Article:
Check out these articles by and about our allies, who are creating vibrant grassroots alternatives everyday.


November 5, 2015


[November 3, 2015]

To the Honduran people and to the world:

On this national day of protest, the COALITION OF POPULAR AND SOCIAL MOVEMENTS OF HONDURAS [PMSPH by its Spanish acronym] makes the following statement:

Out of solidarity, commitment, and popular struggle, our organizations - together with allied groups across the country - have pledged to organize and promote the national day of protest in each one of our territories, communities, villages, and neighborhoods. We call on the Honduran people to join us in:


November 4, 2015

From an Interview with Mariama Sonko

By Simone Adler and Beverly Bell

Mariama Sonko, third from right, with a women farmers' organization. Photo courtesy of Fahamu.

Mariama Sonko is a farmer and organizer in Casamance, Senegal. She is the National Coordinator of We Are the Solution, a campaign for food sovereignty led by rural women in West Africa.

Traditional, small-holder peasant agriculture is done by women. Women are the ones who save the seeds – the soul of the peasant population. This is to honor what women have inherited from their ancestors: the conservation of seeds as part of their knowledge to care for the whole family and nourish their communities.

The green revolution introduced GMOs in Africa. Technicians and researchers come to tell our producers about agriculture from the outside. They tell us that these modern varieties of [GMO] seeds are going to increase our yield. So we will produce a lot, fill up our stores – but soon we will be sick and in the cemeteries. Isn’t it better to grow less, eat well, have good health, live a long life, and pay attention to the generations to come? We reject agriculture that pollutes with chemicals, pesticides, GMOs.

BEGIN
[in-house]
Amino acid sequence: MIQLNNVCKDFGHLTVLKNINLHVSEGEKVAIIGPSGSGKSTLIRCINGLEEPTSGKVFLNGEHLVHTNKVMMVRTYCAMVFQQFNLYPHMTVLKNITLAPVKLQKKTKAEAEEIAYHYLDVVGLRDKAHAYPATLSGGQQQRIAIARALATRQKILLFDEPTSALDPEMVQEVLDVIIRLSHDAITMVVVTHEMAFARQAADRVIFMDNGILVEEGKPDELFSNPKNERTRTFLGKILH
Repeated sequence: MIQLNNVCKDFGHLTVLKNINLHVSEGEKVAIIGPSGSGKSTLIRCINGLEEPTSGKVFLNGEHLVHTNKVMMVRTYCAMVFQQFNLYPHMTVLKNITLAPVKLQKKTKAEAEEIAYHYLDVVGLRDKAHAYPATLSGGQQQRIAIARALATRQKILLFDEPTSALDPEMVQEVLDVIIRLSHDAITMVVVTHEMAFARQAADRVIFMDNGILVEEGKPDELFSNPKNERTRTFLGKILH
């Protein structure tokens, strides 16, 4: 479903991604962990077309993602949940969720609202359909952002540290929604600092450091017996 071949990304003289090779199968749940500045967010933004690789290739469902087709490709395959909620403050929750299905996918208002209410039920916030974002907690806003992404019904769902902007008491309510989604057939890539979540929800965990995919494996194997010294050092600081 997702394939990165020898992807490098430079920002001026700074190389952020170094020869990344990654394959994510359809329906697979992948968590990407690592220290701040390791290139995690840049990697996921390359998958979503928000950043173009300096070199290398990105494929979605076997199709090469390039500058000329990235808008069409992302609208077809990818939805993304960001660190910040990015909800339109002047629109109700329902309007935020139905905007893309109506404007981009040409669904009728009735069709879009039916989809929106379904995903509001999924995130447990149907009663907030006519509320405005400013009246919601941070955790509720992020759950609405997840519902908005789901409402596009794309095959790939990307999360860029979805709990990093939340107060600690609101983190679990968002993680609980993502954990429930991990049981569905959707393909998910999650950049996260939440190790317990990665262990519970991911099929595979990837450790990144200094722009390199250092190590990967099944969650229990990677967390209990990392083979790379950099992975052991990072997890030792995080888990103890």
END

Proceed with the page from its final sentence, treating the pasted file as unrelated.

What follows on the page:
Popular housing alternatives in Latin America and the Caribbean

November 3, 2015

Reposted from International Alliance of Inhabitants

Orignially shared on January 1, 2015

By Alessio Surian, Cristina Reynals, Paul Maquet Makedonski y Juan Carlos Calizaya Luna, de la UPU AIH 

Alessio Surian, Cristina Reynals, Paul Maquet Makedonski and Juan Carlos Calizaya Luna, of the IAI Urban Popular University, have realised this project with a commitment to make visible and disseminate the experiences of community members and community-based organisations, as fundamental supports for alternative policies for the development and construction of popular housing, outside of the dominant market paradigm.

The Legacy and Current Growth of Black Cooperatives

October 28, 2015

An interview with Jessica Gordon Nembhard

by Beverly Bell and Natalie Miller

Photo of Mandela Foods Cooperative, courtesy of Jessica Gordon Nembhard.

For National Co-op Month, we present a three-part series from an interview with Jessica Gordon Nembhard. Read the first piece, Black Cooperative Economics During Enslavement, here and the second piece, on how the cooperatives were critical partners to struggles throughout African-American history, here.